The first of the class action complaints consolidated herein was filed in February 1991, just after Westinghouse announced the restructuring plan. In May 1991, the magistrate judge granted plaintiffs limited discovery to prepare a consolidated complaint. In March 1992, the magistrate judge ordered that Westinghouse make available to plaintiffs documents related to over 500 active investment files. Plaintiffs filed the Consolidated Amended Class Action Complaint ("the first amended complaint") in June 1992.
The first amended complaint alleged violations of the following provisions: sections 10(b) and 20 of the Securities Exchange Act of 1934 ("Exchange Act"), 15 U.S.C. Section(s) 78j(b), 78t, and Rule 10b-5, 17 C.F.R. Section(s) 240.10b-5, against all defendants (count I); sections 11 and 15 of the Securities Act of 1933 ("Securities Act"), 15 U.S.C. Section(s) 77k, 77o, against all defendants (count II); section 12(2) of the Securities Act, 15 U.S.C. Section(s) 77l(2), against all defendants except Price Waterhouse (count III); separate violations of sections 11 and 15 against all defendants except for the underwriter defendants (count IV); separate violations of section 12(2) against the Westinghouse defendants (count V); and negligent misrepresentation against all defendants (count VI).
In August 1992, defendants moved to dismiss all counts of the first amended complaint under Federal Rules of Civil Procedure 9(b) and 12(b)(6). In an opinion and order entered on July 29, 1993, the district court granted defendants' motion. See In re Westinghouse Securities Litigation, 832 F. Supp. 948 (W.D. Pa. 1993) (Westinghouse I). Count I and a small piece of count VI were dismissed without prejudice to repleading, while counts II-V and most of count VI were dismissed with prejudice. *fn2
Plaintiffs filed the Second Consolidated Amended Class Action Complaint ("the second amended complaint") in September 1993. Plaintiffs repled all of their claims, including those that had been dismissed with prejudice (stating that such claims were being repled verbatim solely to preserve their appellate rights). In December 1993, defendants moved to dismiss the second amended complaint under Federal Rules of Civil Procedure 8, 9(b), and 12(b)(6). In March 1994, plaintiffs cross-moved to supplement the second amended complaint. *fn3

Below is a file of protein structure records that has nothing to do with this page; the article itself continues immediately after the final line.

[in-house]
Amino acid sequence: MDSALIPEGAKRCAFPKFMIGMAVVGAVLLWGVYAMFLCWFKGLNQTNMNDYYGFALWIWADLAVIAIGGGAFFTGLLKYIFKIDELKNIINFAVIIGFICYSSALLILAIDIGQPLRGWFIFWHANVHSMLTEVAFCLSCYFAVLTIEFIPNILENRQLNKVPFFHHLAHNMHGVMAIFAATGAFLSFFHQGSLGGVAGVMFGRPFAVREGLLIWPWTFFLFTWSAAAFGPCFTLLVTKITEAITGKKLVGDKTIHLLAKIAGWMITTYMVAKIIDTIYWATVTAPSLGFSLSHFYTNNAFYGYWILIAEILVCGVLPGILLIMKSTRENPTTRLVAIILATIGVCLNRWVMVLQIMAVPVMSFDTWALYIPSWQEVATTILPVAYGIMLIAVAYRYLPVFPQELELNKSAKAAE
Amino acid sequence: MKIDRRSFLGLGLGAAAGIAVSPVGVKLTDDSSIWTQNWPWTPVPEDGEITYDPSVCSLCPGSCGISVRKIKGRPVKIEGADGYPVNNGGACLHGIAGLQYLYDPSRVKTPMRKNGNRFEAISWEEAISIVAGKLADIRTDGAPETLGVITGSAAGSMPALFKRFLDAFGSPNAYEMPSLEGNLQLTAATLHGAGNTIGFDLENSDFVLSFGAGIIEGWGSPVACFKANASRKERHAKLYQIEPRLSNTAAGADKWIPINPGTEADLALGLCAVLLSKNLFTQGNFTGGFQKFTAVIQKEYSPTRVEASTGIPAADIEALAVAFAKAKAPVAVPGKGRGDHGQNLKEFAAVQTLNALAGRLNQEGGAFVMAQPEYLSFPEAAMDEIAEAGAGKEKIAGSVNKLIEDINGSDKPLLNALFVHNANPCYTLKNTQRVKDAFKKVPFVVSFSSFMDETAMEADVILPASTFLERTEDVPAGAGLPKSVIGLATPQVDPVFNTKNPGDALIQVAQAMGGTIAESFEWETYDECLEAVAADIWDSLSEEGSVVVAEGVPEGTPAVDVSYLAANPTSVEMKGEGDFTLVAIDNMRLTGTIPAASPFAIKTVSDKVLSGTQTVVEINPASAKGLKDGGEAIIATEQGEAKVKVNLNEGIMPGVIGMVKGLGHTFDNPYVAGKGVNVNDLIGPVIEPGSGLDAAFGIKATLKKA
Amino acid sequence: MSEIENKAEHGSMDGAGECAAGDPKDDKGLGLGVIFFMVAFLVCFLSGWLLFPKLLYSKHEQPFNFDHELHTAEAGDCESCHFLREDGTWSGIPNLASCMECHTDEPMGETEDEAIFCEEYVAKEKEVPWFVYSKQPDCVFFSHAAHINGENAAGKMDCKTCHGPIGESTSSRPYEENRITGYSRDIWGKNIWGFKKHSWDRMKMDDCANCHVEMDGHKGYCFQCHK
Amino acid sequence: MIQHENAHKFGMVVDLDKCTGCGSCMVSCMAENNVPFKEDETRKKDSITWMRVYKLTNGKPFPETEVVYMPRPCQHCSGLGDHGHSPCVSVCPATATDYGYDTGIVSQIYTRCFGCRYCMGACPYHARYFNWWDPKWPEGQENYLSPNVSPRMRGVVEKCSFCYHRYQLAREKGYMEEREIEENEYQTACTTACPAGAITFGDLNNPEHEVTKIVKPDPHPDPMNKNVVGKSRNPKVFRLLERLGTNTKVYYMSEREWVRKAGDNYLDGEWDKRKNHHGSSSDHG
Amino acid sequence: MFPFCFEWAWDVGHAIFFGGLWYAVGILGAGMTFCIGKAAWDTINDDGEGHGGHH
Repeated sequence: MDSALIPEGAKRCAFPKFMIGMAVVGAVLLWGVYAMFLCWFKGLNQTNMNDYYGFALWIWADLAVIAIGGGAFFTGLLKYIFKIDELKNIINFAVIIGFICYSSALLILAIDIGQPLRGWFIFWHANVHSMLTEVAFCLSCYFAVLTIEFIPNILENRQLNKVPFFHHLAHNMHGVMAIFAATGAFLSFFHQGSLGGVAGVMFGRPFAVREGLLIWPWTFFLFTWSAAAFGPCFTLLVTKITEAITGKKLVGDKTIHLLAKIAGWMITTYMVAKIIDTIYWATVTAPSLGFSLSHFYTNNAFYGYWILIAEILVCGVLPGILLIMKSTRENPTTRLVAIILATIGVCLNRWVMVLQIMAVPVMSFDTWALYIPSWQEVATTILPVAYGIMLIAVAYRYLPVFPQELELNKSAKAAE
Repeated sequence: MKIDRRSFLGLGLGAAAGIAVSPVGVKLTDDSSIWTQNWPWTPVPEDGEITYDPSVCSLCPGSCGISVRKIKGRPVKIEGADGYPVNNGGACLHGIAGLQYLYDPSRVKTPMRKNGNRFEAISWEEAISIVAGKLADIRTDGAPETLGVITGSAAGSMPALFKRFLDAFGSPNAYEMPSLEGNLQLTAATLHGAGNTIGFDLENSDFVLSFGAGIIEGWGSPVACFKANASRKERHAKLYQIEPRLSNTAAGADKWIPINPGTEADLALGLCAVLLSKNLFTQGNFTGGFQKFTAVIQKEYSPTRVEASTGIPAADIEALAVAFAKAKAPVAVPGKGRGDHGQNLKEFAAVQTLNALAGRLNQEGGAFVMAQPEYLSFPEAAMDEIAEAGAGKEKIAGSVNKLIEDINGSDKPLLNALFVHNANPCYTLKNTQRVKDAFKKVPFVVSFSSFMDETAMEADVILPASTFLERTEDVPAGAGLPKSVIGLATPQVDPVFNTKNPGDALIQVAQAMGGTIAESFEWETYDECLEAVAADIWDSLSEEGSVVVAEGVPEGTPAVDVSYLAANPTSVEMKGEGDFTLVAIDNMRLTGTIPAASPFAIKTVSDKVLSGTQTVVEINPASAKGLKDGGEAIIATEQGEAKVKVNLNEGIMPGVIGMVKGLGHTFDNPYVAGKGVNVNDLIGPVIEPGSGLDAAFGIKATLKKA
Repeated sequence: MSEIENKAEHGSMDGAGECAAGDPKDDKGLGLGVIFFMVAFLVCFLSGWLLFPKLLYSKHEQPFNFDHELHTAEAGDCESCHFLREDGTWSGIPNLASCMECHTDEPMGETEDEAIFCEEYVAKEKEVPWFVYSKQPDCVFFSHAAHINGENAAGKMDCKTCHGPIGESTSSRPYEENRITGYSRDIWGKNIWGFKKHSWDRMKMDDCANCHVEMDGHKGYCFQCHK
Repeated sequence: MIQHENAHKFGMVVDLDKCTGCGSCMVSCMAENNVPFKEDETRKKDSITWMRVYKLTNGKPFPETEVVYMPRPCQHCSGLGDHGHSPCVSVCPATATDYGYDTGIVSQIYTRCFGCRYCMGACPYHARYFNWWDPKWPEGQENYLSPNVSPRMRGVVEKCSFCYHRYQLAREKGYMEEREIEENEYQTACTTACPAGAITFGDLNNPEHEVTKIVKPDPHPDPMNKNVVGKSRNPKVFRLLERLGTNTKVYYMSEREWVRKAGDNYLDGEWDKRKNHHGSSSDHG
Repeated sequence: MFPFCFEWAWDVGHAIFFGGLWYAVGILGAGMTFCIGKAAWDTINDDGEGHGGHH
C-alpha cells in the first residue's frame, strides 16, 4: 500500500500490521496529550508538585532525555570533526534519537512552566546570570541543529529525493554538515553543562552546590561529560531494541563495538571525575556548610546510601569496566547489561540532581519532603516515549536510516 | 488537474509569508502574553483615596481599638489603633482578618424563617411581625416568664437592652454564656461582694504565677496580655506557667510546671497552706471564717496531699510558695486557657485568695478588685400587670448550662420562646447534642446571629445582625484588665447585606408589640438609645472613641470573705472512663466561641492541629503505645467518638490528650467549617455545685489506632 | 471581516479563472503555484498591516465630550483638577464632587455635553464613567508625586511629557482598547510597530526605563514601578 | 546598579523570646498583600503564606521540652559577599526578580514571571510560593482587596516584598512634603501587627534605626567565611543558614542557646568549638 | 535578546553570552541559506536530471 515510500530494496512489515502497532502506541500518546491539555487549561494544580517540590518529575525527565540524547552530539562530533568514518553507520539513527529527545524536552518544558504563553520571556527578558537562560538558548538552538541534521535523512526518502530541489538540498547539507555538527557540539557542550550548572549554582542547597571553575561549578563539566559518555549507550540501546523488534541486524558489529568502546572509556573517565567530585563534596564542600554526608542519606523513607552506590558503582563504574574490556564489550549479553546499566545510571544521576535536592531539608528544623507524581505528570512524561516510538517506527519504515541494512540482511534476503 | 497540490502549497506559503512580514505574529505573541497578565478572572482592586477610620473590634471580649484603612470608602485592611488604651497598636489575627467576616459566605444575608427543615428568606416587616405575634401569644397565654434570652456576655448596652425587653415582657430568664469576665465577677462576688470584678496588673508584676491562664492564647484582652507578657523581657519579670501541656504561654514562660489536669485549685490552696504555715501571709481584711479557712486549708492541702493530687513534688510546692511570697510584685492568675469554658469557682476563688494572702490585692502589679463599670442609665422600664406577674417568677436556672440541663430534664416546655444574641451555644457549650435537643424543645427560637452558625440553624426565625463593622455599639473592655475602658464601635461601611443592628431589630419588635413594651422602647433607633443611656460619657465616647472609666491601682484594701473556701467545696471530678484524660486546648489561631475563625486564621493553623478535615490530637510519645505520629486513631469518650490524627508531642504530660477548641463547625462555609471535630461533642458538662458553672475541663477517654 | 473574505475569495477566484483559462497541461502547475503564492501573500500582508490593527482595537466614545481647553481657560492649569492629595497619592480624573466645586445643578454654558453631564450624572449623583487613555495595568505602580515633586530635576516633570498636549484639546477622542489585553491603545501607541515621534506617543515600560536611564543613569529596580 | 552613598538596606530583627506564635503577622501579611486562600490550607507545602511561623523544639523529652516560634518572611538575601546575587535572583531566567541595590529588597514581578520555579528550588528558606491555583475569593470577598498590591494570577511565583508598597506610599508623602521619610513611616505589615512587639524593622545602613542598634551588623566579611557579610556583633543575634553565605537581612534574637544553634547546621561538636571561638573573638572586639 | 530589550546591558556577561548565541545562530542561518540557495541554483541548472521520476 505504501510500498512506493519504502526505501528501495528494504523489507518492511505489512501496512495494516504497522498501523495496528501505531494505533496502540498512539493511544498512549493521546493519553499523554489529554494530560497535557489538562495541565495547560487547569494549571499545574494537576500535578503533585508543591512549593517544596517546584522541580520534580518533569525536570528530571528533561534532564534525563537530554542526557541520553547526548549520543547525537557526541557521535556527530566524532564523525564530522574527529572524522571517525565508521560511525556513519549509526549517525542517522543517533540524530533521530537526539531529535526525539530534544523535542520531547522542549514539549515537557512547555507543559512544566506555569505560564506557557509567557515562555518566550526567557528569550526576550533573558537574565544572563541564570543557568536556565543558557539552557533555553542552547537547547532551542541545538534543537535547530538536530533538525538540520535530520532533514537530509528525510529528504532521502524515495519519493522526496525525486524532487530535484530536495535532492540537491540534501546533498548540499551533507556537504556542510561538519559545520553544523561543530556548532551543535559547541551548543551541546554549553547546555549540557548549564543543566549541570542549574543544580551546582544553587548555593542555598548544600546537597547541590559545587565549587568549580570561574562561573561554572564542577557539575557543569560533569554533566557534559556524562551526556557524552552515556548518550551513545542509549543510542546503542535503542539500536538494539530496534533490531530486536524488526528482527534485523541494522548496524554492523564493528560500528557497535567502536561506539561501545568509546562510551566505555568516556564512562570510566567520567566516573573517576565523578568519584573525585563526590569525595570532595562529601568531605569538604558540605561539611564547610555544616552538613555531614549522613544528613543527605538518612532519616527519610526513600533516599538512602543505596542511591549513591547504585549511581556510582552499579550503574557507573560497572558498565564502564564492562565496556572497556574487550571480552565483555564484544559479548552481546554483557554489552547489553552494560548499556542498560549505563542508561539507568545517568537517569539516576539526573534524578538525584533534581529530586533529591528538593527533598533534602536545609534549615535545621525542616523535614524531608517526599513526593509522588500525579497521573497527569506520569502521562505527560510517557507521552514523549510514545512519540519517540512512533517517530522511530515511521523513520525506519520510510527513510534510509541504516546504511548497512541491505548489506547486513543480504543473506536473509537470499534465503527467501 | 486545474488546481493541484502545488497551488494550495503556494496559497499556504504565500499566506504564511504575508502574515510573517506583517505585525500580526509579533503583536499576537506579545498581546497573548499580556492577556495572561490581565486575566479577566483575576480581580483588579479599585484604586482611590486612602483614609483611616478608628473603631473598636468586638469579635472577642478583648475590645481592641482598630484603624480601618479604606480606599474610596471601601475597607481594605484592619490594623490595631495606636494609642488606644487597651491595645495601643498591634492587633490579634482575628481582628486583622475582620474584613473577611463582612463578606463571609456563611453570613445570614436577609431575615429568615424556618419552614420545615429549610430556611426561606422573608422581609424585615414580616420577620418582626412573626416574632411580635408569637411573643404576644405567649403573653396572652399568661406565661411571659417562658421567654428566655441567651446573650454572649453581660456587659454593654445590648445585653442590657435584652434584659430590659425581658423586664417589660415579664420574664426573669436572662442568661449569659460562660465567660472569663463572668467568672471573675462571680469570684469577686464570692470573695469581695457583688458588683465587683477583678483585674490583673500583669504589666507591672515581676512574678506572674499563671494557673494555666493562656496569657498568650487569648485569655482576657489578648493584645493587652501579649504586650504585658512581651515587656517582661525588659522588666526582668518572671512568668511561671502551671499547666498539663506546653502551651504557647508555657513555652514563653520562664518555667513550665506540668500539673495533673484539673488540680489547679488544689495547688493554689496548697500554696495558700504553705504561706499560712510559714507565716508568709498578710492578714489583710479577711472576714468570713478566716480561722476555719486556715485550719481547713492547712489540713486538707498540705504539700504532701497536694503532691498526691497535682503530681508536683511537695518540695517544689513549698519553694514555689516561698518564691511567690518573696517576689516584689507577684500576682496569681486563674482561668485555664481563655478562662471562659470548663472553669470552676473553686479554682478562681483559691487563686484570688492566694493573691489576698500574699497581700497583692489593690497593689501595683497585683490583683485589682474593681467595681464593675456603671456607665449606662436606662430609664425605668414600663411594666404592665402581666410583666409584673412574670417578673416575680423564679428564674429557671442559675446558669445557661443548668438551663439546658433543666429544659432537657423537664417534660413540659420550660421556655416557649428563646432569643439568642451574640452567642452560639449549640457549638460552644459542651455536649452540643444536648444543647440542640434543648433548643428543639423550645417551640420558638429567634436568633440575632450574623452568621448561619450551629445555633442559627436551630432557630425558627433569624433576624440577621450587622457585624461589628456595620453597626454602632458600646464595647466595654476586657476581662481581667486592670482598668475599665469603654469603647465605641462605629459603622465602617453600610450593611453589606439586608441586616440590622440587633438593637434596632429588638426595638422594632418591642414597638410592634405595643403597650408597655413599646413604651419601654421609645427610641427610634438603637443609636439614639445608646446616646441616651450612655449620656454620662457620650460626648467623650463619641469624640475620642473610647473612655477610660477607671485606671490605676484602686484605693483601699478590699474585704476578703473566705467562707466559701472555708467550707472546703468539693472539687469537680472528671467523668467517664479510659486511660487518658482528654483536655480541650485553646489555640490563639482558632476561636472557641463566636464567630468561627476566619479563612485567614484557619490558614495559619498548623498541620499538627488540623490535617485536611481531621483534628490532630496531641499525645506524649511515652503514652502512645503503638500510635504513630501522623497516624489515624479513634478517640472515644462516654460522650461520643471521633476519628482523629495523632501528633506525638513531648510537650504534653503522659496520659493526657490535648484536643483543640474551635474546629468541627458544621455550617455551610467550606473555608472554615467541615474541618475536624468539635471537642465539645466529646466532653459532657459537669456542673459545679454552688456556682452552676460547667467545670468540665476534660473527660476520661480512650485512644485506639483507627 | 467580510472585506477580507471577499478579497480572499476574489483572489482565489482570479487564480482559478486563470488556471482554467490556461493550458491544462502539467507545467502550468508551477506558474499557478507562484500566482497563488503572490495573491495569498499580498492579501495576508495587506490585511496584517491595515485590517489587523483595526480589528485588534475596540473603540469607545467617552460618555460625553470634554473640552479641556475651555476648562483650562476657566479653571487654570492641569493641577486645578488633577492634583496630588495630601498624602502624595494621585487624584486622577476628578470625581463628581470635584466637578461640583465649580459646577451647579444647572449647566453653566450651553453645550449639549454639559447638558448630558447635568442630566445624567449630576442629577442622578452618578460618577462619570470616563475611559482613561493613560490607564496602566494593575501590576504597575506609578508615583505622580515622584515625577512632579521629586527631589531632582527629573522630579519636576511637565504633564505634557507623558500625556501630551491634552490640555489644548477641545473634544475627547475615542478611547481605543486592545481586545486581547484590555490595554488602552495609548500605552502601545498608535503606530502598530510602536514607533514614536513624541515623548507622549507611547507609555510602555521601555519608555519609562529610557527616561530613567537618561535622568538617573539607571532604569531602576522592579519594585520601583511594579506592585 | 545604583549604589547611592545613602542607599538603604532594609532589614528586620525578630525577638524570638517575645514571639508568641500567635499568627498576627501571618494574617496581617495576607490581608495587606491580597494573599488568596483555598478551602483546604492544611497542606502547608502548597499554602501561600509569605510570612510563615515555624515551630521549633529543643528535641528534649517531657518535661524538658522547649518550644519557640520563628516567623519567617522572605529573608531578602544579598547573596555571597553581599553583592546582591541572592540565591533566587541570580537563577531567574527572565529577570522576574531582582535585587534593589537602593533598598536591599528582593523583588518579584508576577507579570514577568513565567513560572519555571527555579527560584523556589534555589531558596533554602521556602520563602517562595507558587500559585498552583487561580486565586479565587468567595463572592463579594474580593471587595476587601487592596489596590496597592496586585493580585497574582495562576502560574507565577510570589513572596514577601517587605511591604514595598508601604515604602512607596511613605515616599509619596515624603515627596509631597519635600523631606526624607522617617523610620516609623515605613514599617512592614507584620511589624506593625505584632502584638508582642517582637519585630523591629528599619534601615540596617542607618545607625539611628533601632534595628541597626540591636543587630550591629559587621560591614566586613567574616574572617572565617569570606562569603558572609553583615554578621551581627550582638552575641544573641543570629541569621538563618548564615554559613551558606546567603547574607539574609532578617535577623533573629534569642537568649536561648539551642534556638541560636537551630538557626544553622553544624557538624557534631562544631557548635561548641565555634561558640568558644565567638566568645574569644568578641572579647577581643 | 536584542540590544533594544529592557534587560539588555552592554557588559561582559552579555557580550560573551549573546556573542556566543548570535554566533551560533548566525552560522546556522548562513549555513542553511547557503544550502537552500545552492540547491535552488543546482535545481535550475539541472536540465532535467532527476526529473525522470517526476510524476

In January 1995, the district court granted defendants' motion to dismiss the second amended complaint. See In re Westinghouse Securities Litigation, Civ. No. 91-354, Opinion and Order entered January 23, 1995, App. 310-46 (Westinghouse II). Counts II-VI were dismissed without discussion, since they had already been dismissed with prejudice in Westinghouse I. Many of the claims in count I were dismissed with prejudice, and the remainder of the claims in count I were dismissed without prejudice to repleading in accordance with Rule 8. The district court also denied as moot plaintiffs' motion to supplement the second amended complaint.
Plaintiffs filed a "Notice of Intention to Stand on Second Consolidated Amended Class Action Complaint," in which they informed the district court that they would not be amending the complaint; rather, plaintiffs stated that they were going to "stand" on the complaint and seek immediate appellate review. App. 347. The district court then dismissed plaintiffs' remaining claims from count I with prejudice and closed the case. See App. 350-51 (Memorandum Order entered March 1, 1995). This appeal followed.
On appeal, plaintiffs argue that the district court improperly dismissed various of their section 10(b) claims under Rule 8; misapplied the "bespeaks caution" doctrine; improperly found that plaintiffs failed to plead fraud with particularity; mistakenly found that plaintiffs failed to plead materiality; and erroneously dismissed the section 12(2) claims. Plaintiffs also argue that the district court should have granted their motion to supplement the second amended complaint. Finally, plaintiffs argue that this case should be assigned to a new district judge.
We turn first to plaintiffs' challenge to the district court's Rule 8 dismissal. Rule 8(a) provides that any pleading that includes a claim for relief shall contain "a short and plain statement of the claim showing that the pleader is entitled to relief." Fed. R. Civ. P. 8(a)(2). Rule 8(e) further provides that "[e]ach averment of a pleading shall be simple, concise, and direct." Fed. R. Civ. P. 8(e)(1). "Taken together, Rules 8(a) and 8(e)(1) underscore the emphasis placed on clarity and brevity by the federal pleading rules." 5 Wright & Miller, Federal Practice and Procedure Section(s) 1217 at 169 (2d ed. 1990).
We review the district court's decision to dismiss claims under Rule 8 for an abuse of discretion. E.g., Kuehl v. F.D.I.C., 8 F.3d 905, 908 (1st Cir. 1993), cert. denied, 114 S. Ct. 1545 (1994); 5 Wright & Miller, Section(s) 1217 at 175. "It is well settled that the question on review `is not whether we would have imposed a more lenient penalty had we been sitting in the trial judge's place, but whether the trial judge abused his discretion in imposing the penalty he did.'" Kuehl v. F.D.I.C., 8 F.3d at 908-09 (citation omitted).